At Ingram Planetarium in Sunset Beach, N.C., you have to look up. Never mind that the universe might seem bigger, and we humans and this Earth smaller, than we ever imagined.
With some tips about the contents discovered so far in the heavens, take home some new highlights for which to look in the nighttime sky, whether at home, the beach or in a field, and unlock many other worlds before your eyes.
The planetarium departs from its Friday-Saturday schedule and goes into summer mode this weekend, with shows on its Sky Theater and other programs Mondays-Saturdays through Sept. 1.
Recline in the 85-seat dome and choose from a menu of shows that change hourly, including three new productions: “Dinosaur Passage to Pangaea” at 1 p.m., “Sea Monsters: A Prehistoric Adventure” at 2 p.m., and with narration by actor Tim Allen, “Back to the Moon for Good.” Then, after every screening, Ed Ovsenik, planetarium manager, gives a show on what to look for in the sky for the month.
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At a showing last month of “Undiscovered Worlds” to start a Saturday, people spread across about half the 85-seat auditorium, and all left knowing about the Kepler Space Telescope. This NASA spacecraft in orbit this decade has been on the prowl for planets, detecting more than 3,800 objects, about one-quarter of which have been confirmed as “exoplanets,” orbiting their respective stars or suns. Six of those could have, or might’ve had, liquid water or characteristics for life-habitable possibilities.
Fact, not fiction
A subject “once considered science fiction” is now scientific fact, the narration in “Undiscovered Worlds” states about all this long distance unearthing of celestial objects hundreds of light years from Earth.
Closer to home, the movie lays out how the inner planets, going outward from the sun – Mercury, Venus, Earth and Mars – are rocky, whereas the outer planets (amid our sympathies to the defrocked Pluto ...) – Jupiter, Saturn, Uranus and Neptune – are giants made up of gas. Even the “Great Red Spot,” as the roving storm on Jupiter is known and measured by NASA’s Hubble Space Telescope, would fit more than one Earth-size planet within its bounds.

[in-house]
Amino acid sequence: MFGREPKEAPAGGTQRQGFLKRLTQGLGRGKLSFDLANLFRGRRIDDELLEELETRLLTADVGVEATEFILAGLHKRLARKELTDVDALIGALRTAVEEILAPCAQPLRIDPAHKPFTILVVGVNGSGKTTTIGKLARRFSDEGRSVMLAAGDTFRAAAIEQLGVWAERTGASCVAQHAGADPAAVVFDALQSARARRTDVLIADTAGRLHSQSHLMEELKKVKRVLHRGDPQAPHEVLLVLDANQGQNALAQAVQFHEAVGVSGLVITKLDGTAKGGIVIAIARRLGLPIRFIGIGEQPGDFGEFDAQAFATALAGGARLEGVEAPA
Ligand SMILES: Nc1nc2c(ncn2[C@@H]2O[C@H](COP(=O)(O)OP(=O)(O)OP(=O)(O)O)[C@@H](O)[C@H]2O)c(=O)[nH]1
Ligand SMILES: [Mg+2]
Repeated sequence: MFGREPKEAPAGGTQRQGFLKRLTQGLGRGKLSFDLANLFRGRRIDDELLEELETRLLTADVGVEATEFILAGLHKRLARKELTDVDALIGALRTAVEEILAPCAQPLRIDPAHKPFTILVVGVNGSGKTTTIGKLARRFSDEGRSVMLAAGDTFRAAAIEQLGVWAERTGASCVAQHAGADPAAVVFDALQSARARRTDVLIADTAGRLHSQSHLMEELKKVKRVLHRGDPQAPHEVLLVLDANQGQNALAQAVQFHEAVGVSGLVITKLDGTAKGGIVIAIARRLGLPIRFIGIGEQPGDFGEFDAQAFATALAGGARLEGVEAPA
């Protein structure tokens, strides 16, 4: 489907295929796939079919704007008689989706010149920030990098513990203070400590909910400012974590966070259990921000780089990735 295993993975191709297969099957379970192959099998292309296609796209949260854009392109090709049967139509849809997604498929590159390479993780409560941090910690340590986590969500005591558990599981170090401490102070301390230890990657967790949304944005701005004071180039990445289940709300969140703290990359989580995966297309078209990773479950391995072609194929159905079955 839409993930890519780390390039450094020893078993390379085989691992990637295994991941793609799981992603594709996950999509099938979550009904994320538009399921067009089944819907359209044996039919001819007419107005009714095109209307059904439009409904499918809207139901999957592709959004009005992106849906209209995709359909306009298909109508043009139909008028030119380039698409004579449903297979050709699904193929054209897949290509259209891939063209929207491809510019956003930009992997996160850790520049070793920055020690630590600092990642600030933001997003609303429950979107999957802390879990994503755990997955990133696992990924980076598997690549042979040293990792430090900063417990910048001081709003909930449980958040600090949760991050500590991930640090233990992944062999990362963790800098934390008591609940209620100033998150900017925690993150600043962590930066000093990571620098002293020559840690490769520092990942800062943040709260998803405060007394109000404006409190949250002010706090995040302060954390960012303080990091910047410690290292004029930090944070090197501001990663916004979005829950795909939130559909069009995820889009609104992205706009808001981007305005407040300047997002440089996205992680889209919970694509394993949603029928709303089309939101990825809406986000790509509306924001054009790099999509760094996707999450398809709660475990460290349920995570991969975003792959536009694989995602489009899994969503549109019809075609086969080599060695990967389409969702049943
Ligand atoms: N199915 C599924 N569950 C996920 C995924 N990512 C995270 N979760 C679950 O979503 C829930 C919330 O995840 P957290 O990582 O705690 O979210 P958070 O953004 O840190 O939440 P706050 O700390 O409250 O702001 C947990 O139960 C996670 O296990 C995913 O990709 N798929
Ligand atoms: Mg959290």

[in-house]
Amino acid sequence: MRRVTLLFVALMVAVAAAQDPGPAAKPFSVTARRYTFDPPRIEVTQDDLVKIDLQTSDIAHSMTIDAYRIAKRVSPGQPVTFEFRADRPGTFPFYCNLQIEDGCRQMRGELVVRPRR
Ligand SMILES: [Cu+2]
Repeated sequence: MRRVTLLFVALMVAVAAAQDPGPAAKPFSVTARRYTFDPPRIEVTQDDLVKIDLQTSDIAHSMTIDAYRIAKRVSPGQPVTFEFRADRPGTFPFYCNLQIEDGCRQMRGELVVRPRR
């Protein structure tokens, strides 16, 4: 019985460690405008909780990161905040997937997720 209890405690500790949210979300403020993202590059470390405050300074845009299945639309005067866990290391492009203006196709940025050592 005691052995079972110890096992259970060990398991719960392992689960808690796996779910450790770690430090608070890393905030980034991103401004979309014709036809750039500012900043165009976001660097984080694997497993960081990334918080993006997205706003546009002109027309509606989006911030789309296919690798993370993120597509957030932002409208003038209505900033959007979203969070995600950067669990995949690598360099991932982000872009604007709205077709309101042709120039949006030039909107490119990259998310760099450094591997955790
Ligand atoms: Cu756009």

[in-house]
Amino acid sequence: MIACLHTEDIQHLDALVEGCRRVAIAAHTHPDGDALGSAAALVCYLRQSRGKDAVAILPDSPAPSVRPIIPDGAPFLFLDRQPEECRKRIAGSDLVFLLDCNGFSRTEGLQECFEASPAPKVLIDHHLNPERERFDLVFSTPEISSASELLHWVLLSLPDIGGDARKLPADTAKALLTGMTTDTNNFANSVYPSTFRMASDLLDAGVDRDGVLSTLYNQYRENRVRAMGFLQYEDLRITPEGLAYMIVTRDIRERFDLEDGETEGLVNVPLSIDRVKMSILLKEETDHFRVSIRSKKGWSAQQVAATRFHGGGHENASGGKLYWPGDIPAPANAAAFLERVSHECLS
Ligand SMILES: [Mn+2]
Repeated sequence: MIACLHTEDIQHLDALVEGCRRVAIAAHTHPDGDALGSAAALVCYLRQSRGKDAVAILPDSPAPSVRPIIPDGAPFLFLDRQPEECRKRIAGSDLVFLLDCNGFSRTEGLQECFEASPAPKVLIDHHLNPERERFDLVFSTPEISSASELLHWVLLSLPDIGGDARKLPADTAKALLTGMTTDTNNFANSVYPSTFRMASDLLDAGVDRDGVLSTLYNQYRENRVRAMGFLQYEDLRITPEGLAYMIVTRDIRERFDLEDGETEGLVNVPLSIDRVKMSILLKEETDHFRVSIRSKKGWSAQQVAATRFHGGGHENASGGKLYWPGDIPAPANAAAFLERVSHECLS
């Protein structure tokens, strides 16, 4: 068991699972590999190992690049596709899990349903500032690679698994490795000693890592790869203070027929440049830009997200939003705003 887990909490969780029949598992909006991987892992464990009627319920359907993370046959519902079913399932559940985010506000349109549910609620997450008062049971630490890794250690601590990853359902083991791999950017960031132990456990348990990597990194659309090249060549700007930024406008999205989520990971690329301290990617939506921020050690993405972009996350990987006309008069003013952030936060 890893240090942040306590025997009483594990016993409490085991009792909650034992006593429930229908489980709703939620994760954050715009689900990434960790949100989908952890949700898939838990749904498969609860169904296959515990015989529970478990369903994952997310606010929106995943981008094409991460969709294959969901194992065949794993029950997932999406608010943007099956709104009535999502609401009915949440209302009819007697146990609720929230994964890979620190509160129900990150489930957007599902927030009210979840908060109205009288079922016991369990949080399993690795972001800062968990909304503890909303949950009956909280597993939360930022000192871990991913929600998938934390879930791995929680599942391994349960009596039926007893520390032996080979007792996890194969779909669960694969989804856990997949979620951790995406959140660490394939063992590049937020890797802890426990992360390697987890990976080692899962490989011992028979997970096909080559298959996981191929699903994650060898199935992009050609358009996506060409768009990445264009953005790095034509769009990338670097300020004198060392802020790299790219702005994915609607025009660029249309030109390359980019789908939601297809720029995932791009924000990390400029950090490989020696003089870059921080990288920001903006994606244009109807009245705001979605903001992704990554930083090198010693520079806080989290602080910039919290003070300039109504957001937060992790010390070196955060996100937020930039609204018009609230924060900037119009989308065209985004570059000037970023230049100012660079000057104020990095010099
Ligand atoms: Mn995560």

Seeing a movie in the dome marks only half the journey for each visitor to Ingram, for afterward, Ovesnik casts a current outer space picture on the ceiling for nighttime viewing each month. This week in mid-May, he’s telling audiences about some gems to behold.
Look southeast in late evening, he said, for “a capital J,” the constellation Scorpius, or Scorpion. Then peer next to that for “a teapot,” part of the constellation Sagittarius.
Saturn, Ovesnik said, rises in the southeast about 25 degrees above the horizon, looking “brilliant and at opposition,” in a straight line with the sun and Earth, so the disc is 100 percent lit for us at night. Also, with Saturn being about 800 million miles to the sun, the planet’s ellipsis had brought it to about 700 million miles from Earth, hence its “much bigger” appearance in this interval.
Meteor shower coming
Ovesnik’s excitement for this weekend is overflowing for an “unexpected” meteor shower this weekend, as Earth passes through an inbound comet’s tail.
“You have to look toward Polaris,” he said, “the North Star. The best thing is to look for right part of the bowl of the Big Dipper to see where these meteors originate from.”
A biology major who earned his juris doctorate and worked as a corporate environmental lawyer, Ovsenik has become consumed by the world of astronomy.
The native New Yorker said “it’s OK to wonder” about the growing body of work that astrophysics covers, and “to have people walk away” from a planetarium show, thinking, “I never thought about that.”
Enjoying his educating role at Ingram, which first opened 12 years ago, and began showing laser music shows in 2009, Ovesnik said, “It’s not a job; it’s fun.”
Don’t leave the building without stopping at the various displays and interactive experiments in the science hall, across from the theater. Play with an orrery, a model of our solar system, or pause for a few minutes to watch a video of an astronaut’s tour aboard the International Space Station, as she shows how to wash her hair, or work out on a treadmill – a critical step because a person’s body mass and bone density change in a weightless world, where one does not sit for six months.
Also, as touched on in the movie “Undiscovered Worlds,” a person’s age will differ on a fellow terrestrial planet. Play with the numbers to feel older or younger, because traveling around round our sun at 67,000 miles per hour, Earth spends 3651/4 days to make that loop, but Mercury’s orbit takes only 88 “Earth days.” For Venus and Mars, on the other hand, the respective revolutions last 225 and 687 Earth days.
So, a 20-year-old on Earth would be 83, in Mercury years. (For that conversion rate, mutiply 20 by 365, which equals 7,300 Earth days, and divide that total by 88, resulting in 83.)